I’m not sharing this because there was a happy perfect ending. I have shopped online and still managed to spend quite a bit of time buying Christmas gifts since then. After all I do have to buy presents for family... but I am now reminded that my children are watching closely. And that as little as they are, they pick up on things quickly. My hope for them is that they will be generous young men (or women) when they grow up. I hope they will truly understand what Christmas is all about one day. And I pray that I will show them by example and not just by words.

On your 8th Birthday


Dear Andrew,


Today would’ve been your 8th birthday. This year it doesn’t seem as difficult as other years and that’s probably because my hands are full right now with your baby sister. Not that anyone would ever take your place, but it is a joy to hold a brand new life and marvel at the wonderful things God does. Thankfulness seems to surpass the grief this year.

I like to pause and remember on your birthday what a blessing you have been. Over the years your story has given us the opportunity to share our faith with others around us.  When tragedy strikes someone close by, we no longer turn the other way or shy away from the pain. Instead we can share our story - your story- as a testimony that God can bring good out of the most unthinkable of circumstances. When someone is hurting because they’ve lost a loved one, instead of saying ‘Just trust God!’ we can now understand their feelings of anger and doubt. And that it’s normal and not a sin to feel this way at times.

It is a blessing to be able to connect with the most broken hearted of people, and be able to walk alongside of them during their grief. These are roads that very few walk down upon and they can be very isolating. It is a privilege I never wished or asked for, but now that I’m here I wouldn’t give it back.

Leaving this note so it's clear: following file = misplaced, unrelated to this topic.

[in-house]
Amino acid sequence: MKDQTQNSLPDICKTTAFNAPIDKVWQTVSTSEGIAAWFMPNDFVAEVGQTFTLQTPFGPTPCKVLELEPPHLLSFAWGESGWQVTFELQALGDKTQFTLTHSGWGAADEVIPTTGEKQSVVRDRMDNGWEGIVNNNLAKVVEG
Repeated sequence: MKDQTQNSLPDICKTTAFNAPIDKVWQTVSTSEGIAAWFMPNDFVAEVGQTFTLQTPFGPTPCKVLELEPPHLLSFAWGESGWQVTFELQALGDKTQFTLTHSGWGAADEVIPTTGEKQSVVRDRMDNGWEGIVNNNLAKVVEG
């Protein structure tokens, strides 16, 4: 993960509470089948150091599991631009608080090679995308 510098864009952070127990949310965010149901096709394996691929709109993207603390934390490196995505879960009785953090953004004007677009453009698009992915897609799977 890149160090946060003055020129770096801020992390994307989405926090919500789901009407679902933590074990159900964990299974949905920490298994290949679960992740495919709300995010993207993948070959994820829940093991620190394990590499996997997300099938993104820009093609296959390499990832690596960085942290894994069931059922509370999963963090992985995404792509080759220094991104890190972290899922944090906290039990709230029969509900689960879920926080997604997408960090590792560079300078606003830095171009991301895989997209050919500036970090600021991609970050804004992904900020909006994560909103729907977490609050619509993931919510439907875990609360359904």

My heart changed the day you were born, but it changed even more the day you passed away. It had always been easy for me to trust the Lord when things were going good, but after you were gone I had to learn to trust God in dark places where life didn’t make sense. It wasn’t an easy process, it was hard and messy, imperfect, and certainly there were more bad days than good days. But God used that season to draw me closer to him and get to know some qualities about him I wouldn’t have known anywhere else. And when it’s all said and done, what I strive for in this life is to know God more, even if the process involves some difficult and hard places along the way.

The blessings that came from your life also came with a cost. My pregnancies since you’ve been gone have been very difficult. I’ve wrestled with fear of loss in all of them and wished I could’ve enjoyed them more. I thought about you every day during this last pregnancy. Even to this day I often wonder what life would look like with you in it.

These last three months have been joyful and difficult at the same time. I don’t take for granted the miracle of new life, but I also know how fragile it can be. During the newborn season I try so hard to be perfect- to make all the right decisions to protect this new little human that’s been entrusted to me- and I’m really hard on myself when I don’t make all those perfect decisions. I know it’s my own way of trying to be in control and prevent something bad from happening. Thankfully God extends His grace when I give in to worry and fear of losing another child. Because the fear is still there and I’m not sure it will ever fully go away.